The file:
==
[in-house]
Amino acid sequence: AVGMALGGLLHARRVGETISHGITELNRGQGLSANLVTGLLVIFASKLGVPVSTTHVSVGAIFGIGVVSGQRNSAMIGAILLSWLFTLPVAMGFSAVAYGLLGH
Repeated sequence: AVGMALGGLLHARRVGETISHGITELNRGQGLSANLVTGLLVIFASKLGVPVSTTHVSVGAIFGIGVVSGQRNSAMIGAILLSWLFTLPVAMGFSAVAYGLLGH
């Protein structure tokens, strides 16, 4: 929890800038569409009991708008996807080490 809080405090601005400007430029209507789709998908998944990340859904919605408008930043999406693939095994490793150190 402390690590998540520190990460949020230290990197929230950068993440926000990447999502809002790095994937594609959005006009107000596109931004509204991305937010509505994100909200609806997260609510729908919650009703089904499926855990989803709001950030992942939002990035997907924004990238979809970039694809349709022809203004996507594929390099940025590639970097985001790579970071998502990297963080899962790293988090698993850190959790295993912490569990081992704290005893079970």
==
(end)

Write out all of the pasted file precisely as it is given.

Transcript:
[in-house]
Amino acid sequence: AVGMALGGLLHARRVGETISHGITELNRGQGLSANLVTGLLVIFASKLGVPVSTTHVSVGAIFGIGVVSGQRNSAMIGAILLSWLFTLPVAMGFSAVAYGLLGH
Repeated sequence: AVGMALGGLLHARRVGETISHGITELNRGQGLSANLVTGLLVIFASKLGVPVSTTHVSVGAIFGIGVVSGQRNSAMIGAILLSWLFTLPVAMGFSAVAYGLLGH
């Protein structure tokens, strides 16, 4: 929890800038569409009991708008996807080490 809080405090601005400007430029209507789709998908998944990340859904919605408008930043999406693939095994490793150190 402390690590998540520190990460949020230290990197929230950068993440926000990447999502809002790095994937594609959005006009107000596109931004509204991305937010509505994100909200609806997260609510729908919650009703089904499926855990989803709001950030992942939002990035997907924004990238979809970039694809349709022809203004996507594929390099940025590639970097985001790579970071998502990297963080899962790293988090698993850190959790295993912490569990081992704290005893079970």